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Disability and Technology - A Critical Realist Perspective

Christopher Frauenberger

The 17th International ACM SIGACCESS Conference on Computers and Accessibility (ASSETS 2015)
Lisbon, Portugal, October 26-28, 2015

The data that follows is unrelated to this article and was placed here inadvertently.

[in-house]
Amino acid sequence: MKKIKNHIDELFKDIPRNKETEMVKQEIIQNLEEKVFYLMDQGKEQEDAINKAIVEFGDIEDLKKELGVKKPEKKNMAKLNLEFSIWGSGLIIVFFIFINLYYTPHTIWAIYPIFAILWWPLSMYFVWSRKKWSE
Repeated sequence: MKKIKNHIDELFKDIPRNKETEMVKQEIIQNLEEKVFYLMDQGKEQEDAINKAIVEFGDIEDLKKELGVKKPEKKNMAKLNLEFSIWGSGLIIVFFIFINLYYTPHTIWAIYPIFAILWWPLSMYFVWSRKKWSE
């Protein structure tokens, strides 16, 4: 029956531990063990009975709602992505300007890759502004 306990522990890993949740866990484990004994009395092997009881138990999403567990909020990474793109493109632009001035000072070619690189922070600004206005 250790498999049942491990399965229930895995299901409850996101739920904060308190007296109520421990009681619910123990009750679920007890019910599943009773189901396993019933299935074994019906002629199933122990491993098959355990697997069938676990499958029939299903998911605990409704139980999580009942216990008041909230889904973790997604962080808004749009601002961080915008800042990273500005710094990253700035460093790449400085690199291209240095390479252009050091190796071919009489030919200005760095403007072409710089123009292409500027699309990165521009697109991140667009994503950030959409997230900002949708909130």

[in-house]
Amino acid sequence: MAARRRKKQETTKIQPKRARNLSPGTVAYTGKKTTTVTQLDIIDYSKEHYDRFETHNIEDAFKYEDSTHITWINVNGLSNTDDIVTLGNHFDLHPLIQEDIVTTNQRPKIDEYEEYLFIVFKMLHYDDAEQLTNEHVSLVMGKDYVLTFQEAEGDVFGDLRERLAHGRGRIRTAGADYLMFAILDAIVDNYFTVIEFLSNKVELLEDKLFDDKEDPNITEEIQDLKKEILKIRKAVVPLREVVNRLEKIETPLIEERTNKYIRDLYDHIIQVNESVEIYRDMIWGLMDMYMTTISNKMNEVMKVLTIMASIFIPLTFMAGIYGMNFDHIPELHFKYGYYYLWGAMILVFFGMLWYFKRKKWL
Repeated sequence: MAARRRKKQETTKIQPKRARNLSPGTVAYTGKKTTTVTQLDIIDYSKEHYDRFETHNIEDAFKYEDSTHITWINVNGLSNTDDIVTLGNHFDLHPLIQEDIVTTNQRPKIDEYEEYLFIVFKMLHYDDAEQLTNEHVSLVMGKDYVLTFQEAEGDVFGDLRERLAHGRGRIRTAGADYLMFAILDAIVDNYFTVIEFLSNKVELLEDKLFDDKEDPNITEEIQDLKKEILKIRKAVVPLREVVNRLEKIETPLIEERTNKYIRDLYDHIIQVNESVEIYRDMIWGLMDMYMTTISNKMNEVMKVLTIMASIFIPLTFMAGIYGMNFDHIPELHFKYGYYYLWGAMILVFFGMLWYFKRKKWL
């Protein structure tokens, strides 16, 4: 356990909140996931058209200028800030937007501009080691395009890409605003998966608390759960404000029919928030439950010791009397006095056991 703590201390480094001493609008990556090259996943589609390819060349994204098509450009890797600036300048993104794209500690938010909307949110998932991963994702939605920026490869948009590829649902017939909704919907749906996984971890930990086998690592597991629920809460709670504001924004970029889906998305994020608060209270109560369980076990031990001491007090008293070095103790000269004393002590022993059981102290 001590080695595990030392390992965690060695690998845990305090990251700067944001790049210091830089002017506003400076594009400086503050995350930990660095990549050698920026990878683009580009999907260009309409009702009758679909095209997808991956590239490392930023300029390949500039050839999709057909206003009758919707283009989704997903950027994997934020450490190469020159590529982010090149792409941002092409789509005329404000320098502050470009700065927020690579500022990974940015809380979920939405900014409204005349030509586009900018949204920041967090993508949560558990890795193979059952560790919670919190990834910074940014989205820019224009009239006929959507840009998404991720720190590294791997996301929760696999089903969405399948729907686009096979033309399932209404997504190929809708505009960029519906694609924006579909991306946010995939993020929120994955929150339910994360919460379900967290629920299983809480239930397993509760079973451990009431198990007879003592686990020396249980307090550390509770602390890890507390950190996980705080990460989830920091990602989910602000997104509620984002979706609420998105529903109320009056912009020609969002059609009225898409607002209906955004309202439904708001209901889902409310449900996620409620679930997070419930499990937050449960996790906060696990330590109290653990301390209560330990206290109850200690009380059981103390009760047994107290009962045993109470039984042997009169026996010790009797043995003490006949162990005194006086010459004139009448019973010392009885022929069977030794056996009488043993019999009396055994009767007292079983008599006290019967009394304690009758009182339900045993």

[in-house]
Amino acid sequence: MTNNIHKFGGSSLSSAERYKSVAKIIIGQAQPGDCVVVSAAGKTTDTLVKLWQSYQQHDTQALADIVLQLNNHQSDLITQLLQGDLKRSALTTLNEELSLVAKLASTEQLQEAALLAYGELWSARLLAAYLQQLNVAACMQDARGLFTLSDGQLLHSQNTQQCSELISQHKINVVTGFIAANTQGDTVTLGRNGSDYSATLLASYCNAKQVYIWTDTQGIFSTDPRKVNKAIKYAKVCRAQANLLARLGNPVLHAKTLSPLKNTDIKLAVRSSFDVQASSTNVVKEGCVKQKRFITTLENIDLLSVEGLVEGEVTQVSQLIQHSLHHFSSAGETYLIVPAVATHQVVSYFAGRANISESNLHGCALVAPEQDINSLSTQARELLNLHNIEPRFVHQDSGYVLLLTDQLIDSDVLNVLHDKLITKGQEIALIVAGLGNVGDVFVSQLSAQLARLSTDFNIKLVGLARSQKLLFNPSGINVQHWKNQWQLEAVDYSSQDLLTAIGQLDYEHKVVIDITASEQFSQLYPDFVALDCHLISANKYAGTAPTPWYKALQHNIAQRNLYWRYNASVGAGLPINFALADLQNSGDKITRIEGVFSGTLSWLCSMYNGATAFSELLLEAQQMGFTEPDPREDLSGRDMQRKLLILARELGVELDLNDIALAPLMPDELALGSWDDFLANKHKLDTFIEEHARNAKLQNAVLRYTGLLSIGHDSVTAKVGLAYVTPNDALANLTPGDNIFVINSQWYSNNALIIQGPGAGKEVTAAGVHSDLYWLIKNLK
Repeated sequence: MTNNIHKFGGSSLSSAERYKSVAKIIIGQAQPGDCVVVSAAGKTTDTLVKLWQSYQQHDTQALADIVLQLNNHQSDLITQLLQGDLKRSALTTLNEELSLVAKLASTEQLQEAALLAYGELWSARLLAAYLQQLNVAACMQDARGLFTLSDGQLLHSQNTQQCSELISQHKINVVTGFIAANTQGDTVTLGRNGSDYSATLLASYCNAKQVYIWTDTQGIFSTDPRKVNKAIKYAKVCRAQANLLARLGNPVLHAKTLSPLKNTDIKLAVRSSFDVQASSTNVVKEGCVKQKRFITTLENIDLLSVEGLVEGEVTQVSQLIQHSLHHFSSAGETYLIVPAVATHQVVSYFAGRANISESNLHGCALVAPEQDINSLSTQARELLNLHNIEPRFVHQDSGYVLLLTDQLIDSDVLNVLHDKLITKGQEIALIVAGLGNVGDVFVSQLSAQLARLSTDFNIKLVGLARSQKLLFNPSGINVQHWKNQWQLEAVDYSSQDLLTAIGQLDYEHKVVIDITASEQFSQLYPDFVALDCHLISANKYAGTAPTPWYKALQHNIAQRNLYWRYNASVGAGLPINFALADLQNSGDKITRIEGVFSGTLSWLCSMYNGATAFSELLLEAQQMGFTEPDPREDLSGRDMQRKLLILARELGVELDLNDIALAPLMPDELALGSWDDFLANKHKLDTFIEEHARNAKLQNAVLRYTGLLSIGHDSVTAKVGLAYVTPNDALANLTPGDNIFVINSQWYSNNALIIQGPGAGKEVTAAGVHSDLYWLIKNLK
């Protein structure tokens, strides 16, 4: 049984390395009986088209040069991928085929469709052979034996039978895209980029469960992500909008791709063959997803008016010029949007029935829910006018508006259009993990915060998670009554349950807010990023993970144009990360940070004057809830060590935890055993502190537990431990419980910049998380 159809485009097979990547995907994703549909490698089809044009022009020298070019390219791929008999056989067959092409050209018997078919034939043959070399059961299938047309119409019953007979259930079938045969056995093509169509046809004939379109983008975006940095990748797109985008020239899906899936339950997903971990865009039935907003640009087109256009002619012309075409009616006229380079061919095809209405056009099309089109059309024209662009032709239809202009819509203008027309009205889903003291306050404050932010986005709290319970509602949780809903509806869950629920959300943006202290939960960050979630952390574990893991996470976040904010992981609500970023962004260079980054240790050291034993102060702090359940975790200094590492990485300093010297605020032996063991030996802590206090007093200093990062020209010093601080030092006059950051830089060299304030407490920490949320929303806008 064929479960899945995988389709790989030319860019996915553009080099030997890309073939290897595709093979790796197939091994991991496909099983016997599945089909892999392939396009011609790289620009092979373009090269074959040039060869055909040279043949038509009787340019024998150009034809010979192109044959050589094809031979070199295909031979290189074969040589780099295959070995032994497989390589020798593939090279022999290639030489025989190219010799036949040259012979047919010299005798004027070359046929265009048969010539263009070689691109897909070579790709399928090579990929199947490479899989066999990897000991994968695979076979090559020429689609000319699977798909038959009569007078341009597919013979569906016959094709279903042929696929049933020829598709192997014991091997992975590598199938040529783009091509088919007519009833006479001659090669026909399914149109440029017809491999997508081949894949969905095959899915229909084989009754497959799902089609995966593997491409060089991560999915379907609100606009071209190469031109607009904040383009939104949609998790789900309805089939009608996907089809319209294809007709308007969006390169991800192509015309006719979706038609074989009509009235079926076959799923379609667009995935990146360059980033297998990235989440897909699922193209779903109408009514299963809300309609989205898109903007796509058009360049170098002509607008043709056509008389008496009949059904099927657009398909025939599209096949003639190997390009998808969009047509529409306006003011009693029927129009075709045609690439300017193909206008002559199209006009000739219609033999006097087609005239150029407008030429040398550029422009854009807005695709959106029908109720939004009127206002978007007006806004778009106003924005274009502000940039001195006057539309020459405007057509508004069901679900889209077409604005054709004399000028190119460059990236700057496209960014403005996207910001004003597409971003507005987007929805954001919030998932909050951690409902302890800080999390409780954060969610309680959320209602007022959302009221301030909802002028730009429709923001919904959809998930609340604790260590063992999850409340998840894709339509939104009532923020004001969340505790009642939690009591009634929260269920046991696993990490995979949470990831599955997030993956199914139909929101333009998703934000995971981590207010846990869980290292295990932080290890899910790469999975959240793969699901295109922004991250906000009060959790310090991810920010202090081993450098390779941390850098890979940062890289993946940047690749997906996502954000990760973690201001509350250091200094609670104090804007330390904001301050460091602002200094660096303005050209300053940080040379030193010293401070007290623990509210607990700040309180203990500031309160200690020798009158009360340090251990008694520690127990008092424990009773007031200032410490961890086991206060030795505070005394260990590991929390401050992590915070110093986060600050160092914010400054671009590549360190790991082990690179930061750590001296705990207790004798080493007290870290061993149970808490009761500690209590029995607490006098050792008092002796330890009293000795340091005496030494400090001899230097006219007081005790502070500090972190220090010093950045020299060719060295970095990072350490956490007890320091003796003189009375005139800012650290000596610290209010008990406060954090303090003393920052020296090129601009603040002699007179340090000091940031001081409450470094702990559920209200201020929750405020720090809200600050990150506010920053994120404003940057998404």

Assistive technology (AT) as a field explores the design, use and evaluation of computing technology that aims to benefit people with disabilities. The majority of the work consequently takes the functional needs of people with disabilities as starting point and matches those with technological opportunity spaces. With this paper, we argue that the underlying philosophical position implied in this approach can be seen as reductionist as the disabled experience is arguably richer and often more complex as can be projected from the functional limitations of people. Thinkers and activists in Disability Studies have conceptualised disability in various ways and more recently, critical realism was proposed as a philosophical position through which the many different facets of the disabled experience could be incorporated. In this paper, we explore the possibility of using a critical realist perspective to guide designers in developing technology for people with disabilities and thereby aim to contribute to the philosophical underpinnings of AT. After a brief review of historical conceptualisations of disability, we introduce the critical realist argument and discuss its appeal for understanding disability and the possible roles technology can have in this context. Subsequently, we aim to translate this philosophical and moral debate into a research agenda for AT and exemplify how it can be operationalised by presenting the Anonym project as a case study.

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